America Online (AOL) is launching a programme to promote and facilitate the creation of what it calls AIM Robots for its Aim instant messaging system.
Aim Robots are sponsored and operated by AOL and other suppliers and appear as buddy icons in the buddy lists of Aim users who install them.
For example, users can send an instant message to the AOLYellowpages Aim Robot with the name of a local business or with simply a keyword and the robot replies with related directory listings.
The Wall Street Journal robot lets users set up news alerts to be delivered via Aim, as well as request stock prices. A robot sponsored by the ABC quiz show "Who wants to be a millionaire?" polls users via Aim when a show contestant requests help with a particular question.
Aim Robots have existed since 2002, but AOL is now wrapping a formal programme around this feature, said Brian Curry, senior director of AOL's Aim Network Services. "We never had a well-defined programme. Now we have a programme with partners who help people build these bots," he said.
The decision to give Aim Robots a boost is a result of the increasing popularity of instant messaging in general and of the existing Aim Robots, particularly the "Who wants to be a millionaire?" one, which has been added to the buddy lists of about 75,000 Aim users, Curry said. "It's a great window for marketers to interact with potential customers and disseminate information," he said.
It is up to each user to add the robots he is interested in, and he can remove them whenever he wants, Curry said.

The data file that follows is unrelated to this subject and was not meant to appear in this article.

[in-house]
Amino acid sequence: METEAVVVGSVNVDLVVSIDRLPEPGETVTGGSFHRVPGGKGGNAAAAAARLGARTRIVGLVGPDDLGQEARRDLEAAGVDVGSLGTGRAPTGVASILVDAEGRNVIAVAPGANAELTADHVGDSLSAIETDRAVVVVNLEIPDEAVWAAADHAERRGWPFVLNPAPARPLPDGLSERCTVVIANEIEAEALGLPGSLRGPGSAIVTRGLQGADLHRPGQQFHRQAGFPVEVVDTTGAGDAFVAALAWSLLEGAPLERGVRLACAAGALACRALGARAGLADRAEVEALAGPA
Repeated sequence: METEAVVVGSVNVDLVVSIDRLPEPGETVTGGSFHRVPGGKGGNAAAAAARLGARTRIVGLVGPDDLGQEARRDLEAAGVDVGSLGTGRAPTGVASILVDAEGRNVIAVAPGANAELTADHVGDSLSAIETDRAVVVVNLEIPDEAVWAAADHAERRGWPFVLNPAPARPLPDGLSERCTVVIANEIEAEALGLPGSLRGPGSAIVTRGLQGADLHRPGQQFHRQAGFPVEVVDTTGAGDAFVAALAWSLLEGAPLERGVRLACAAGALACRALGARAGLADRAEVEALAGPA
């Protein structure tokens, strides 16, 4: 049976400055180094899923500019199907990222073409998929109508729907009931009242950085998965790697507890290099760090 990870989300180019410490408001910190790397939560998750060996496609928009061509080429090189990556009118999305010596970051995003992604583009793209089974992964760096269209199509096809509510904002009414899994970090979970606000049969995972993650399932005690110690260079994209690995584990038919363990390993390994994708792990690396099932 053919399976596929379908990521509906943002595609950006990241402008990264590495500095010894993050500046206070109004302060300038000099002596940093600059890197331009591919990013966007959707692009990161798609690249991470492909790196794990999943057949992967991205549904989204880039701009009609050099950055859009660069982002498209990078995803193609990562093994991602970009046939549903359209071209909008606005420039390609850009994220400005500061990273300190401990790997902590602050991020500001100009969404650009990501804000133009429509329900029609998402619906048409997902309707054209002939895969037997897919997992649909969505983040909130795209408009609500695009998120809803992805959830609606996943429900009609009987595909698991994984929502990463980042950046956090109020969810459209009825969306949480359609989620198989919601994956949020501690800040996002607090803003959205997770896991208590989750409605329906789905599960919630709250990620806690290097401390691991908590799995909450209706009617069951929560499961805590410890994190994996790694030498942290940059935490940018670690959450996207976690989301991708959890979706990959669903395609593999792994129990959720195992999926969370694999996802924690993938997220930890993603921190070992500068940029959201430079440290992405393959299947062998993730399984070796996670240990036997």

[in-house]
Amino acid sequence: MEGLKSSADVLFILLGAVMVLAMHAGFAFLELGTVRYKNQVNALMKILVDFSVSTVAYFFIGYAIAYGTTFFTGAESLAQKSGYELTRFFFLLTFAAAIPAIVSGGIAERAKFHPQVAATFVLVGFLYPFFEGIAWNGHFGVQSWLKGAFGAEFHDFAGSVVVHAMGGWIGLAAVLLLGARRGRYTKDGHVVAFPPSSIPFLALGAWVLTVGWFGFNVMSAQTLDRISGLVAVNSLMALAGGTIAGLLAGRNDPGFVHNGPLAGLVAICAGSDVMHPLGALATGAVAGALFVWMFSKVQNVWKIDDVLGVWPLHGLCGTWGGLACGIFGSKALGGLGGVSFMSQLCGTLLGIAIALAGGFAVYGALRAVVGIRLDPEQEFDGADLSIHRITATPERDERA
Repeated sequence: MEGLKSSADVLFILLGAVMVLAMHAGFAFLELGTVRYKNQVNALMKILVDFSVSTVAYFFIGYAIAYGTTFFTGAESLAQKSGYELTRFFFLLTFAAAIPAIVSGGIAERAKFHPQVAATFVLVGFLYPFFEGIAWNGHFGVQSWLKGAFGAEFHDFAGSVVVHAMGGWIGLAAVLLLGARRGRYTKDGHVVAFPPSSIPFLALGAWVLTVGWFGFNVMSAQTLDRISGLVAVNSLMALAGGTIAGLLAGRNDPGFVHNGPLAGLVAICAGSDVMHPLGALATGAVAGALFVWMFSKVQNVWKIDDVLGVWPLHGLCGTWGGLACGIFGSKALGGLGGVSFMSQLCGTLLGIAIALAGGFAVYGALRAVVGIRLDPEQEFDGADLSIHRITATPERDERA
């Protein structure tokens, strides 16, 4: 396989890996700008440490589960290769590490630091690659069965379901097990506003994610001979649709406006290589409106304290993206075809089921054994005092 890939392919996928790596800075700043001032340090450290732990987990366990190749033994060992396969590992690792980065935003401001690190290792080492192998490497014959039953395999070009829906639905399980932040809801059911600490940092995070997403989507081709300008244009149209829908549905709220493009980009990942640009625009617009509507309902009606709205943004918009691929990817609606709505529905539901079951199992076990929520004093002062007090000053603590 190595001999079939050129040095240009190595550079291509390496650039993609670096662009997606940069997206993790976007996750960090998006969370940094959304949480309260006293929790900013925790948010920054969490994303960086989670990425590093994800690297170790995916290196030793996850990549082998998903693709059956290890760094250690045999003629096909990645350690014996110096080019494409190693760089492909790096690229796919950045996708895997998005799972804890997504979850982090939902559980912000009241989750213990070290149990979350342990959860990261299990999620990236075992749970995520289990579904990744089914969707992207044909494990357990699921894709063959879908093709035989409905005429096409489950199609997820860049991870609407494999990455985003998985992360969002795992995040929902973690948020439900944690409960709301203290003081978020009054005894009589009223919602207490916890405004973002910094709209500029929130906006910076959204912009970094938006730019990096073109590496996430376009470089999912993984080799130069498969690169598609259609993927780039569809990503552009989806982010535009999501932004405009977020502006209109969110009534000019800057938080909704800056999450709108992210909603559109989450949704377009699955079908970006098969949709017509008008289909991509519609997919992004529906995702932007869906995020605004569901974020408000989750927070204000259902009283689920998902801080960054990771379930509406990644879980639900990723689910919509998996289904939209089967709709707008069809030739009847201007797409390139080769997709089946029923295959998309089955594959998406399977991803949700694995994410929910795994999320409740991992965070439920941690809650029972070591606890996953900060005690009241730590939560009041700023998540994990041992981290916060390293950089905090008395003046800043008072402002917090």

Robot operators agree not to distribute users' screen names and pledge to only use the robots for their stated purpose, so that Aim users do not face the type of spam nuisance affecting e-mail, Curry said.
"That's a point of great sensitivity for us," he said, adding that AOL monitors closely the use of robots to ensure that the experience remains a positive one for users.
The Aim Bot Programme features third-party partners such as IMLogic, FaceTime Communications, Akonix Systems and Macromedia that have been certified by AOL to create Aim Robots and deploy them on the Aim network by reselling access to the Aim network.
A company interested in promoting its brand or its products via an Aim Robot can contact AOL or these certified partners.
A company may launch an Aim Robot to reach consumers (B2C) or to interact with corporate clients, partners or its own employees (B2B)
This AOL initiative is significant because it is going to make it easier for companies to launch Aim robots, particularly brick-and-mortar companies that until now have not considered an instant-messaging robot a viable tool to reach out to customers and partners, said Michael Osterman, president and founder of market research firm Osterman Research.
"The fact that AOL has the market leadership in the IM space is going to give them an advantage with companies that are looking to get into this," Osterman said. "There are a lot of companies that don't do anything in this space right now and if they decide to test the waters and invest in one [robot] technology or one venue for this, at least as a trial, Aim is the way to go, simply because it has the biggest reach."
Instant-messaging robots appeal to end-users because they offer the ability to communicate in real time and obtain information in a way that is absent from most Web sites, except those that have a chat feature, Osterman said. "That's the direction IM is going. You'll continue to see the text chat that goes on now, but you're going to see a lot more integration with back-end applications to basically extract the information you want," he said.
For example, instead of having to browse through online documentation looking for an answer to a technical-support question, end users increasingly will be able to query an IM robot created by the manufacturer of the product that is malfunctioning, he said.
A list of existing Aim Robots can be found here: aimtoday.aol.com/features/main_redesign.adp?fid=aimbots
Juan Carlos Perez writes for IDG News Service